Is it possible to predict what wider implications this might have in the future?
One of our collaborators from the US, Dr Jill Welter, has shown that the major contributor to increased nutrient supply in the warmer streams is nitrogen fixation by cyanobacteria (in a 2015 paper in the journal Ecology). A lot of recent research has shown that cyanobacteria are starting to thrive in cooler, high latitude ecosystems like Iceland, Greenland, Alaska, etc. This suggests that our results may apply more generally to high latitude ecosystems, which may dramatically change the species composition there.
Where do you hope to take the study now and how will you develop it?
This study is really just one brick in the wall of research that I've been building in Iceland. My fellowship has started to focus on the plants and terrestrial organisms associated with soils of different temperature in these geothermally heated landscapes. We find similar patterns to the freshwater streams, which shows the generality of so many of these results even across ecosystem boundaries.
It's important that we understand all these temperature-driven impacts if we truly are to predict the consequences of climate change.
– Dr Eoin J O'Gorman
I have also started to look at the interchange of energy between these two ecosystems. Many terrestrial flies land on the surface of streams and are eaten by fish such as the brown trout, while most of the freshwater insects are only aquatic in the larval stage, but emerge into the air and forage in the terrestrial environment as adult flies. Warming has a very big impact on this flow of energy between freshwater and terrestrial ecosystems and can provide energy subsidies that can also alter many of the traditional predictive models. It's important that we understand these temperature-driven impacts if we truly are to predict the consequences of climate change.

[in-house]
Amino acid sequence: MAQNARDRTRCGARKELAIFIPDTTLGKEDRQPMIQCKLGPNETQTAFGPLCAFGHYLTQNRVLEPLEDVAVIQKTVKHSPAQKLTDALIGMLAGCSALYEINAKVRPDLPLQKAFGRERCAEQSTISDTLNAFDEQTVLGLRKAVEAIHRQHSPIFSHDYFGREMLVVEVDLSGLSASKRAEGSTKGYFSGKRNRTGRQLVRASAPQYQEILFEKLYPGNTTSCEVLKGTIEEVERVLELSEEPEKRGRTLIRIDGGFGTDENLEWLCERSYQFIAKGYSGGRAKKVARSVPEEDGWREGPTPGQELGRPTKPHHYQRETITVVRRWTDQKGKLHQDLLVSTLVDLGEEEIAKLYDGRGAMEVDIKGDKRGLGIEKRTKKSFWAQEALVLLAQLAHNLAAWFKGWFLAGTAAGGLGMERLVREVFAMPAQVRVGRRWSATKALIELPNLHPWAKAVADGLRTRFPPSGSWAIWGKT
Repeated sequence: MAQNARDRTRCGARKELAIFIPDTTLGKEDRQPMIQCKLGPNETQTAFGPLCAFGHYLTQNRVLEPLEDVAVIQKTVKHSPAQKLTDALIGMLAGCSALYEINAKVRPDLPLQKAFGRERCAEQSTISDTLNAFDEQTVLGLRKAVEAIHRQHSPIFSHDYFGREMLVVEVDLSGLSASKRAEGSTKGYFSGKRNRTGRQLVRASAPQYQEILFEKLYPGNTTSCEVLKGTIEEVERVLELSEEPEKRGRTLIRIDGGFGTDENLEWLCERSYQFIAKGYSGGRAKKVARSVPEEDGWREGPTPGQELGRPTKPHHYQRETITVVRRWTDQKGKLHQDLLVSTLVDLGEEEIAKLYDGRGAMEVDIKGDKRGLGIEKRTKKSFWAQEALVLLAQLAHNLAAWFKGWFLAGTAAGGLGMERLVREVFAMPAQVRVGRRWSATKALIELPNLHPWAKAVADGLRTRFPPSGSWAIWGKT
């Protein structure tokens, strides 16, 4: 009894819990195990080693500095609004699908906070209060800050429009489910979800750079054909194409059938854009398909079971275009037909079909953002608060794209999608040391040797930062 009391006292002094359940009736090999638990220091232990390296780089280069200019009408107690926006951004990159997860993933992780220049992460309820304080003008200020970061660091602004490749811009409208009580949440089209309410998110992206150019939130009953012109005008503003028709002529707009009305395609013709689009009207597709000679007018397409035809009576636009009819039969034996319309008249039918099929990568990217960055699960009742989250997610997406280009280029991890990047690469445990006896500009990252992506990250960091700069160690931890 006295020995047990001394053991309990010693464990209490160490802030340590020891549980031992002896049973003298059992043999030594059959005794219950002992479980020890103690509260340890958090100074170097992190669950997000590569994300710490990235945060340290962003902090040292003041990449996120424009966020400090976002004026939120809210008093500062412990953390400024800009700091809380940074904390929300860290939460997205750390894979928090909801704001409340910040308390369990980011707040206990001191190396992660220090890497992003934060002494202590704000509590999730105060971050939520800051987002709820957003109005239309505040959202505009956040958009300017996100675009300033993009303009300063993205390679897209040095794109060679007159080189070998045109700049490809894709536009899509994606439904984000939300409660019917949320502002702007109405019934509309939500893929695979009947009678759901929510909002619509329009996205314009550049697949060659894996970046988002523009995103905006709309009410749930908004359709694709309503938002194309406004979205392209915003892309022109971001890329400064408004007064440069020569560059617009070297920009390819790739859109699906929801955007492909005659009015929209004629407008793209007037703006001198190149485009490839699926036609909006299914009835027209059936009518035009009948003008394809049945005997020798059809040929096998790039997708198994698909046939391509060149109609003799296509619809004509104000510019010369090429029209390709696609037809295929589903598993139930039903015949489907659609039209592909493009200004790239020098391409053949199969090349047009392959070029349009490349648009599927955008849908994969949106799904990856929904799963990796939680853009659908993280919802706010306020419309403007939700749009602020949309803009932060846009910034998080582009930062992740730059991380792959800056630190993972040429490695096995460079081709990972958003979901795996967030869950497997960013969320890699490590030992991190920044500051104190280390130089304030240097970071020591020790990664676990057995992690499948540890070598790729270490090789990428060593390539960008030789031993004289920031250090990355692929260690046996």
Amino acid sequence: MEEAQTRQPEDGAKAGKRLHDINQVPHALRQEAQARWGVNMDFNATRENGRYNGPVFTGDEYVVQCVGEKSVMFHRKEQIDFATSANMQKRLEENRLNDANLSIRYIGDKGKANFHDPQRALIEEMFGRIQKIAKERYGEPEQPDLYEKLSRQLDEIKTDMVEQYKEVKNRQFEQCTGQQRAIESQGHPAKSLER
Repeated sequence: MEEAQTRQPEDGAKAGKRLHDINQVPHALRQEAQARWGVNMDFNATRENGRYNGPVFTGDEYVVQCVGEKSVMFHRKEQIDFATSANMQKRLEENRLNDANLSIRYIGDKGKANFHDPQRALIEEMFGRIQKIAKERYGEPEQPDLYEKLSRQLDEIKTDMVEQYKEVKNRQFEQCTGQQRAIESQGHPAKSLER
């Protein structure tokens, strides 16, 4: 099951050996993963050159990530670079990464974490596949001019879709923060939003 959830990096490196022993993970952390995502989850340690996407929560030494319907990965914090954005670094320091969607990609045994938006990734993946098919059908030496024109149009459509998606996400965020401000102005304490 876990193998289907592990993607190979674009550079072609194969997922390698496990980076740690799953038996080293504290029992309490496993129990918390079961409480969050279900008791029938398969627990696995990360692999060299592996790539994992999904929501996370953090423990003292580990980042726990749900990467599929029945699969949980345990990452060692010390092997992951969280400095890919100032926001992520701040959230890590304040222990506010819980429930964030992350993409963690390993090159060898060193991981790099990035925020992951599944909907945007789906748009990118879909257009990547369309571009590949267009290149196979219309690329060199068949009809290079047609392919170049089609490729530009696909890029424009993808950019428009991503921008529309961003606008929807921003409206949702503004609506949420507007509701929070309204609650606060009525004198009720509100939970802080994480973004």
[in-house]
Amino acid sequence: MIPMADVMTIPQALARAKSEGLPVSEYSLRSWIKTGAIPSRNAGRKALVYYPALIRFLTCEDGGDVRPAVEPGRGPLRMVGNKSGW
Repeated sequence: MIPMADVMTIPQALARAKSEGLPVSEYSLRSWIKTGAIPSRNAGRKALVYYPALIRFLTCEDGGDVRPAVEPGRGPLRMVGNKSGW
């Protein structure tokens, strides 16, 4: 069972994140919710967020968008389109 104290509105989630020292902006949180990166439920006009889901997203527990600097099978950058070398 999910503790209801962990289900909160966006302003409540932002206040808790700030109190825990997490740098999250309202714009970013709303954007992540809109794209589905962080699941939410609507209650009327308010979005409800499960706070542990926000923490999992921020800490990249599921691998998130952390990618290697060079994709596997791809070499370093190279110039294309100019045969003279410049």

My main collaborator at Imperial, Professor Guy Woodward, received a £3.7m grant from the Natural Environment Research Council to investigate similar geothermal systems around the Arctic Circle, including Greenland, Alaska, Svalbard, and Kamchatka in a project called the Ring of Fire. We want to test if similar patterns to the ones we uncovered in Iceland occur more generally in other high latitude locations, or if there are other factors that might be important in changing the patterns, such as different water chemistry, nutrient inputs and regional species pools.
Tell us a bit about working on field trips in this way – what inspires you about this area of research?
The field trips are always amazing experiences! I'm currently in Kamchatka, in the far eastern tip of Russia, working with 11 other fantastic people to sample the final set of geothermal streams on the Ring of Fire project. It's exciting to be some of the first scientists to sample these streams and simply document what lives there. It's a real adventure, discovering new countries and landscapes, bonding with your colleagues and making new friends with the locals along the way. It can be extremely challenging – we've had endless car troubles on gravel roads and late nights in the field. But it is immensely satisfying when you finish processing the samples and start piecing together the story in the data. The results can sometimes be surprising, as they were in this study published in Nature Climate Change, but that is where the mystery begins...trying to understand these ecological surprises and share your findings with other scientists so that we can get closer to understanding the consequences of the major changes that are happening so rapidly to our planet.